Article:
And she fed us. Not only did she make sure we were well fed on regular visits but the family gatherings and parties were ALL about the food. Good Fresh Homemade Food. I swear that woman lived till almost 100 because she never had a preservative. But that in itself is a whole other convo that I probably will not be attempting to discuss here. Ever.

The texts sent me down memory lane for a while; particularly through family gatherings and holiday parties of my childhood on up. Food was always the star and Nana, my mom and my fabulous God-mom Mimi, always were very effortless about it. There was a ton of prep, sometimes days worth. They didn’t have Pinterest. There was no search for the perfectly “crafted” cupcake in the shape of a vintage ornament or whatever, or the most fancy pureed squash soup sprinkled with pancetta. Just passed down recipes and good food. There was also this organized chaos in the kitchen, which in my later years I learned to appreciate. Not everything was “done” exactly when the guests arrived. There was always something left to do, or help with; and always a glass of vino offered while you were helping. It was ok that not everything was perfect and it was way more fun that way. In the past 10 years or so my cousins and I have taken to hosting quite a few of these gatherings and things run pretty much the same way as they did growing up. We learned from the best. (oh, and the “best” still helps by bringing a sh#t ton of food too)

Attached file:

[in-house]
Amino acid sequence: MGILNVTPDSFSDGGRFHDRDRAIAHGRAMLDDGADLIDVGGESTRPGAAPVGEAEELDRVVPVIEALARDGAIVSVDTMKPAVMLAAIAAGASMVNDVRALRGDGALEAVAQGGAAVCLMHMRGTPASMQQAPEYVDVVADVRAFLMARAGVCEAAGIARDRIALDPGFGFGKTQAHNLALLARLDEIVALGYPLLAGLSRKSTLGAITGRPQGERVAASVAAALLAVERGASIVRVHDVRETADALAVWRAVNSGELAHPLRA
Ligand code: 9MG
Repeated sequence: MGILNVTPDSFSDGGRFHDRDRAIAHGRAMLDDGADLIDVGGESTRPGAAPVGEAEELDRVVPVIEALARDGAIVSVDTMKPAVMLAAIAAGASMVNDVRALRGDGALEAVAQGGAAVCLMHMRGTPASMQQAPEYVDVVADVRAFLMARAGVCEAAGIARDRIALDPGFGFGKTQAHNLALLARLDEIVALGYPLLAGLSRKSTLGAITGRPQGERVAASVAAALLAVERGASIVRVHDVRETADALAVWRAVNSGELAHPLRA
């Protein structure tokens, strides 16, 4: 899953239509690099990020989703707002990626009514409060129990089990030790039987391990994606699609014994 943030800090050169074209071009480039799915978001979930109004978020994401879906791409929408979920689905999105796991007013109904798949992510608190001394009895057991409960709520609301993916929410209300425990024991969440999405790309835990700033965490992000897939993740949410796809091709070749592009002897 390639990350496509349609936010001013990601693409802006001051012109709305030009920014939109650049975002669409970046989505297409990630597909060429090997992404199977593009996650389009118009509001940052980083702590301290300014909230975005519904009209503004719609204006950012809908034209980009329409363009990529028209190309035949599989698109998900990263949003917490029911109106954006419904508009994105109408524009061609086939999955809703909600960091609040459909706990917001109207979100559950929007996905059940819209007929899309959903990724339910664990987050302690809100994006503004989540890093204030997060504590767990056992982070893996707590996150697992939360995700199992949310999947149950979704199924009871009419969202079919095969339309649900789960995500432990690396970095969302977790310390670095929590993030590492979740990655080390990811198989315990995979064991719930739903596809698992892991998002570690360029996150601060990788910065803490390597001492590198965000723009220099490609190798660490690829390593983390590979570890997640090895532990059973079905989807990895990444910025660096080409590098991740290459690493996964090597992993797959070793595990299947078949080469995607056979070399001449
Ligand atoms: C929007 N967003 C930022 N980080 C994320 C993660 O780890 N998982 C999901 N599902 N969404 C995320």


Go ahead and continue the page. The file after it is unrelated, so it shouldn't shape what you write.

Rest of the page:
This holiday season, I am hosting a few family gatherings and will be having friends and their families over as well. I started down that Pinterest road unknowingly a couple of nights ago, just to “get some loose ideas”. Then the gorgeous pictures started to give me anxiety. Pinxiety if you will. Too pretty. Too much to choose from. GIIIIRL. PUT. THE. IPAD. DOWN.

I decided to pretend it was let’s say… 2005 again. Get out the cookbooks and recipe cards. What have I made before? What do I love to cook? What have people liked in the past? I also have a notebook that I’ve saved from pretty much every gathering I’ve had since 2001 (when I got married). It helps. Because a lot of those things I’ve made time and time again, whether it be for a party I threw or even to bring as a guest to someone else’s party.